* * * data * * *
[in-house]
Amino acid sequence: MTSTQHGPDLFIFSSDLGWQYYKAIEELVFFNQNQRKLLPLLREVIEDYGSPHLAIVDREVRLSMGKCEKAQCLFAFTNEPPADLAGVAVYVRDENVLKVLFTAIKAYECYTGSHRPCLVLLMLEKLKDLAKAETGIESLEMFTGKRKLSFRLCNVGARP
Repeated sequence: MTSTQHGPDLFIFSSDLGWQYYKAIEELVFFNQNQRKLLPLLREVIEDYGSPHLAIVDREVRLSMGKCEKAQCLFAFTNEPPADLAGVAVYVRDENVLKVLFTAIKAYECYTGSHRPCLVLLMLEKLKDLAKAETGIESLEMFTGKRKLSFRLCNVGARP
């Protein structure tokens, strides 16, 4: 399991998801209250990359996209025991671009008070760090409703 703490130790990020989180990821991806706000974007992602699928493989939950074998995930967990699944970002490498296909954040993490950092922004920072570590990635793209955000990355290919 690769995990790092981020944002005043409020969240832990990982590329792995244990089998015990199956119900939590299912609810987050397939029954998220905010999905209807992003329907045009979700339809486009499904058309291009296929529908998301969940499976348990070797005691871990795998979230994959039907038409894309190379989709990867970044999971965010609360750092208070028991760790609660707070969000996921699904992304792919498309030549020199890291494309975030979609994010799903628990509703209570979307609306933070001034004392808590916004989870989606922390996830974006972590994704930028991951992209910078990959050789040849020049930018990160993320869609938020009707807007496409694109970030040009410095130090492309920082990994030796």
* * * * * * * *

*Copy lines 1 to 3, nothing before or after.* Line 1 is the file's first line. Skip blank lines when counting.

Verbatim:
[in-house]
Amino acid sequence: MTSTQHGPDLFIFSSDLGWQYYKAIEELVFFNQNQRKLLPLLREVIEDYGSPHLAIVDREVRLSMGKCEKAQCLFAFTNEPPADLAGVAVYVRDENVLKVLFTAIKAYECYTGSHRPCLVLLMLEKLKDLAKAETGIESLEMFTGKRKLSFRLCNVGARP
Repeated sequence: MTSTQHGPDLFIFSSDLGWQYYKAIEELVFFNQNQRKLLPLLREVIEDYGSPHLAIVDREVRLSMGKCEKAQCLFAFTNEPPADLAGVAVYVRDENVLKVLFTAIKAYECYTGSHRPCLVLLMLEKLKDLAKAETGIESLEMFTGKRKLSFRLCNVGARP